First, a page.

On the whole, during the six years between 1861 and 1867, he worked more in harmony with the Colonial Government than with Downing Street and Pall Mall. This was not owing to any predilection of his own, but rather because the Colonial Ministry generally took the most reasonable view of matters, and acted conscientiously in the performance of their duties: while the Colonial Office and the War Office pursued their usual erratic and arbitrary course.

Sir George Grey was fully alive to the probable consequences which would follow a continued opposition to Ministers at home. But he did not permit the fear of official displeasure to distract his page 329attention or to divert his purpose. Unforeseen contingencies also arose to add to his anxiety and trouble. One of these, typical of others, but in itself of considerable importance, and leading to grave, results, took place in the following manner.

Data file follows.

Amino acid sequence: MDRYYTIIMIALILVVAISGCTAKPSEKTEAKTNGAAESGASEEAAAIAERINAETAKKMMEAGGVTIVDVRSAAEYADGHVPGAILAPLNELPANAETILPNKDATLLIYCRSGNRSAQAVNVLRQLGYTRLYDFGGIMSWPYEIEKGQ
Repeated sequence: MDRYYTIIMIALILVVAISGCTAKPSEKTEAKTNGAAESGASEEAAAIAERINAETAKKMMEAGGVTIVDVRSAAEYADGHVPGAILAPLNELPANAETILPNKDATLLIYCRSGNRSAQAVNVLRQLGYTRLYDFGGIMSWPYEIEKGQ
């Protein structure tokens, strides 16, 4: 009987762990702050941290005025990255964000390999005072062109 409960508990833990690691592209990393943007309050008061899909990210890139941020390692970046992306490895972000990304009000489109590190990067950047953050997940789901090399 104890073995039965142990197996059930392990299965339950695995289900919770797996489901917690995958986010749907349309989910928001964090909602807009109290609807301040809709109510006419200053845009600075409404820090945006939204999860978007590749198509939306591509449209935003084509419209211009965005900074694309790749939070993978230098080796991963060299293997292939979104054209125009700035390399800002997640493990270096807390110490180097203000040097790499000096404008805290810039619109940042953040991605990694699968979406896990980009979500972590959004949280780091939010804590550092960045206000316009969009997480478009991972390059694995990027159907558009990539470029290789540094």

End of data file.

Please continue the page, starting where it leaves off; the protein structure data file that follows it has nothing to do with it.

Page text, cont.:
The Governor received from Mr. Card well, then Secretary for War, enclosed in official despatches, a communication marked "Private and Confidential." This despatch contained a statement which had been made in confidence to Mr. Cardwell, accusing the Governor of having caused certain Maori prisoners taken in battle to be put to death. Mr. Cardwell stated that the facts had been given to him from such reliable sources that he could not but believe them to be correct: that he was deeply grieved at the occurrence, and trusted that the Governor would be able to explain so serious an accusation, although he feared that explanation was impossible. He had marked his letters "Private and Confidential," lest the records of proceedings certain to bring discredit upon the name of England should become matters of public comment.